Valve should learn some of these tips....

I don't think it was a malicious mistake. (5, Informative)

Johnny Loves Linux (1147635) | about 5 months ago | (#46434431)

I think it's a culture clash of developers who've only worked in a Windows environment and consequently are used to turning off operating system security so they can run a program, usually a game, vs. the Linux community who inherited the Unix culture where you can play games on the operating system, but you can't play games with the operating system.

Re:I don't think it was a malicious mistake. (1)

jones_supa (887896) | about 5 months ago | (#46434507)

Interestingly enough, the whole NX feature of Windows is still today enabled by default only for system services and processes. I guess Microsoft has made this decision to provide maximum compatibility. But when you install Windows, it's a good measure to go flip it on for all processes in Advanced System Settings.

I personally have noticed that GoldSrc-based games and Rayman 2 crash under Windows if NX is enabled for them. I have not seen problems with any other software.

Re:I don't think it was a malicious mistake. (0)

Anonymous Coward | about 5 months ago | (#46434561)

Well worded!

If that's true, with regard to programming practices in gernal with Windows, that's pretty damn scary! Any Windows programmers care to confirm?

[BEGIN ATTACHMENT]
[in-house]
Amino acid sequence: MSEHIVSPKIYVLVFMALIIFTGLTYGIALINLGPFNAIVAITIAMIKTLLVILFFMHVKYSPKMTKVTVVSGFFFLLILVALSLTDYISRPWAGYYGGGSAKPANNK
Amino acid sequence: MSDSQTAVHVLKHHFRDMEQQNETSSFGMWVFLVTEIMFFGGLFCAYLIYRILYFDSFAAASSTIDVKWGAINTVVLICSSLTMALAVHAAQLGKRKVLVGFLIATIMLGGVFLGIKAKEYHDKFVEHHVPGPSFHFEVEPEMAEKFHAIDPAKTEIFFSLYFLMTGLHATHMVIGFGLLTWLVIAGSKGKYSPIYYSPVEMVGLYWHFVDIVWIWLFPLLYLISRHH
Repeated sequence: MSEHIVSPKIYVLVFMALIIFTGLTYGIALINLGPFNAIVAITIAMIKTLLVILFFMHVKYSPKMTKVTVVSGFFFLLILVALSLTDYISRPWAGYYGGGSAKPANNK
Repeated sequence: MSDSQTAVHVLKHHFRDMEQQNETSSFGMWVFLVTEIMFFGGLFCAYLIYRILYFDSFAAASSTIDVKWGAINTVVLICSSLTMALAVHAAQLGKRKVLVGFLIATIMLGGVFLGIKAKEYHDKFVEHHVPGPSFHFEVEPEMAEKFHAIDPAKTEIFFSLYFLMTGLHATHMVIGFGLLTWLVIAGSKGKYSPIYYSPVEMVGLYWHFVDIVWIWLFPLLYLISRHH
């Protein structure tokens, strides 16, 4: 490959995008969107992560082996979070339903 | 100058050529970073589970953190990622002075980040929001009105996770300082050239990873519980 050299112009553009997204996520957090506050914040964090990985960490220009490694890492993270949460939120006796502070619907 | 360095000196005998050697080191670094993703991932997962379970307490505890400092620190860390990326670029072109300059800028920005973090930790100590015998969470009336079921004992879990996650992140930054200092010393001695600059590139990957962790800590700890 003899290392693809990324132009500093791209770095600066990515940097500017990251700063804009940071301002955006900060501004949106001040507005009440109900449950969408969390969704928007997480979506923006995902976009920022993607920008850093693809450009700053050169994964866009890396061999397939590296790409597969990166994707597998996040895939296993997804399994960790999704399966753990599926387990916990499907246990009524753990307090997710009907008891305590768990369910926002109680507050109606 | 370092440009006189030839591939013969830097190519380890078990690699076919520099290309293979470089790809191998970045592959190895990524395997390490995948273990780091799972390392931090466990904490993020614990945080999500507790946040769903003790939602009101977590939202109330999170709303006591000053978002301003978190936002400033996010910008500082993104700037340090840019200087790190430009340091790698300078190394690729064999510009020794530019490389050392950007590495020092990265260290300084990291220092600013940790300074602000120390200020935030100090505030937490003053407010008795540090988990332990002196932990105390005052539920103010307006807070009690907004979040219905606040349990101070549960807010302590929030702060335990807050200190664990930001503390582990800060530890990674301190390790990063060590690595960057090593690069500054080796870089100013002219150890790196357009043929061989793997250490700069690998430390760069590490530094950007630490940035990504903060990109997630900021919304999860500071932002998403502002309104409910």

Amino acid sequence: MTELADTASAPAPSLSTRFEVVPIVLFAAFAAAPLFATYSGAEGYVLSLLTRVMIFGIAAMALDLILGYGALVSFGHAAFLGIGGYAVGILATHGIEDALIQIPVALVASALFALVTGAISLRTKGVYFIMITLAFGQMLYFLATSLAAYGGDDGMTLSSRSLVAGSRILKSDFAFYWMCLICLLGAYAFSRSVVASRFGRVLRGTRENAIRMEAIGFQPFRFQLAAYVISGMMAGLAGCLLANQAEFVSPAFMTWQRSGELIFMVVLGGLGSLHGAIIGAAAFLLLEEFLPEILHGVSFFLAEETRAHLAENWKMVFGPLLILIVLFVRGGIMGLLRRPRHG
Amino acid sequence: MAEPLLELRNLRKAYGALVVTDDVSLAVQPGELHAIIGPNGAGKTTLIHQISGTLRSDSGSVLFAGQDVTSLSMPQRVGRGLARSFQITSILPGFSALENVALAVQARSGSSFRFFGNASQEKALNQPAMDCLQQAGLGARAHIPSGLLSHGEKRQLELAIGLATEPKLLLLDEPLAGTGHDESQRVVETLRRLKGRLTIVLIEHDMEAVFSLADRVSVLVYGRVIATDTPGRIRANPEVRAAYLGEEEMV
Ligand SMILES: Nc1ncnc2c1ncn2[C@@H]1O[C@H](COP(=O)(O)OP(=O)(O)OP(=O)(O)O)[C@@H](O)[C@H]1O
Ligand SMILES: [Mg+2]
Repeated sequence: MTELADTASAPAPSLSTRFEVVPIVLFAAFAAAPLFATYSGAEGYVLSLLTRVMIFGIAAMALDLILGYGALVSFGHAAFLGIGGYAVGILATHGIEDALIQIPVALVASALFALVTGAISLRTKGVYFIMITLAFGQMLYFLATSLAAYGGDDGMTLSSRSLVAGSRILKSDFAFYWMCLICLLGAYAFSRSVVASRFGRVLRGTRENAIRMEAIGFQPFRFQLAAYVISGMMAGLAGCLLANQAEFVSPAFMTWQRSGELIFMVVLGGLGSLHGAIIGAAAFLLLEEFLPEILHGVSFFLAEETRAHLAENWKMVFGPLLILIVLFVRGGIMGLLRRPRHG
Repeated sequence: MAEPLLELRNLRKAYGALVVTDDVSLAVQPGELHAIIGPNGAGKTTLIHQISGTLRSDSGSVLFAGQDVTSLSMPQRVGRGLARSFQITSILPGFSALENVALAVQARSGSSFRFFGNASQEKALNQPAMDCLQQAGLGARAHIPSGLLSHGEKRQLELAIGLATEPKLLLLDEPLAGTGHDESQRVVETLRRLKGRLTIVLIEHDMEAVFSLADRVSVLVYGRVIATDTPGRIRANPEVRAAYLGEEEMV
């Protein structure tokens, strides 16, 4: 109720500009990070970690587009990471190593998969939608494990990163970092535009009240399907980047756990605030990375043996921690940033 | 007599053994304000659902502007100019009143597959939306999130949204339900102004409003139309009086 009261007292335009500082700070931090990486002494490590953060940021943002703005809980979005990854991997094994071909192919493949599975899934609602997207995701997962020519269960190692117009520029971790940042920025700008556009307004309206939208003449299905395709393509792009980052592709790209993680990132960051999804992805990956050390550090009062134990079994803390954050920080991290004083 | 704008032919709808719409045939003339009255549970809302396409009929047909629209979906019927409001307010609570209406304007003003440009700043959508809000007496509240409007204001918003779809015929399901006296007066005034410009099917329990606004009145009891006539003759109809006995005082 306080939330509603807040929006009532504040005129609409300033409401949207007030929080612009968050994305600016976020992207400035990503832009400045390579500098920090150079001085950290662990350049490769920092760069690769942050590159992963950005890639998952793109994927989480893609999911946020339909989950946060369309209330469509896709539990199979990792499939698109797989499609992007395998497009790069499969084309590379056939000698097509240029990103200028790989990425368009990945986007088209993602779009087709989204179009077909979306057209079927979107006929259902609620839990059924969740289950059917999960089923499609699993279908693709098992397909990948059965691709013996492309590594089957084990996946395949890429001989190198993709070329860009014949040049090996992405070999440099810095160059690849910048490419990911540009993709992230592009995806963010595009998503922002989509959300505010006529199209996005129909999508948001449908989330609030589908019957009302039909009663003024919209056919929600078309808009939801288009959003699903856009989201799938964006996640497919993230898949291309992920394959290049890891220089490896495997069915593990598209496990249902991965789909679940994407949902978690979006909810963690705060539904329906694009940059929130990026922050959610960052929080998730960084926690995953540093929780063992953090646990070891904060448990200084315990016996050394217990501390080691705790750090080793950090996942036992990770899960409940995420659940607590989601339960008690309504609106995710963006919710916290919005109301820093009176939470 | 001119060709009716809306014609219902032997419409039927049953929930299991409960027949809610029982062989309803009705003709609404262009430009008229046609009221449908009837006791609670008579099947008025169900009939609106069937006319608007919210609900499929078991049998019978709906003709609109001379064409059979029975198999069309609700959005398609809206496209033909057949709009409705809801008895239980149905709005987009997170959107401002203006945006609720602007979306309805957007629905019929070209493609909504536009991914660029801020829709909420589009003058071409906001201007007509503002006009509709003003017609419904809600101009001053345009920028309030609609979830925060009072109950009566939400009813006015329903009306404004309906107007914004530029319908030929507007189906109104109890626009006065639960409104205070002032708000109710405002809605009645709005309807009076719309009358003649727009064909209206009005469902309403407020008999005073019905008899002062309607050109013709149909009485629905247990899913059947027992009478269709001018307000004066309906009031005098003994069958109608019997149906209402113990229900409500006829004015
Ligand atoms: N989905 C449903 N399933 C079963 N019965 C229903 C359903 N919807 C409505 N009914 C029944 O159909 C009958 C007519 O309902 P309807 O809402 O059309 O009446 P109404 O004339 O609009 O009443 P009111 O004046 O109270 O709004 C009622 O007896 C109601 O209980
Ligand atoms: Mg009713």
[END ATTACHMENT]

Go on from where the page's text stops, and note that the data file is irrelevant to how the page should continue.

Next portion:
Re:I don't think it was a malicious mistake. (1)

Anonymous Coward | about 5 months ago | (#46434687)

Well I haven't coded for Windows, but I've written applications that rely on Windows' quirks and bugs. And believe me, there's a lot of them. Often, I find that some Win32 functions do not work as documented due to bugs in seemingly unrelated functions. As a result, you might be forced to work around the issue in strange ways.

This isn't completely related, but it is the first example off the top of my head: GetKeyState(), GetAsyncKeyState(), and GetKeyboardState(). GetKeyboardState() does not function as documented. Sometimes it works, sometimes it doesn't. If, however, you call GetKeyState() directly before GetKeyboardState(), it'll usually work correctly. GetAsyncKeyState(), however, doesn't exhibit the same behavior. Any additional input fuckery (IE. attach your input thread), will have some really strange problems and result in your keyboard state occasionally containing arbitrary information under unknown circumstances, even if you do call GetKeyState() first.

Re:I don't think it was a malicious mistake. (1)

Nimey (114278) | about 5 months ago | (#46434607)

Not really. Portal 2 doesn't bat an eye when I have Windows enforce the NX bit or leave UAC on. It's more that Windows doesn't have anything like SELinux, and AIUI most Linux users that aren't on RHEL or CentOS don't use SELinux anyway, so it wouldn't have turned up right away in testing.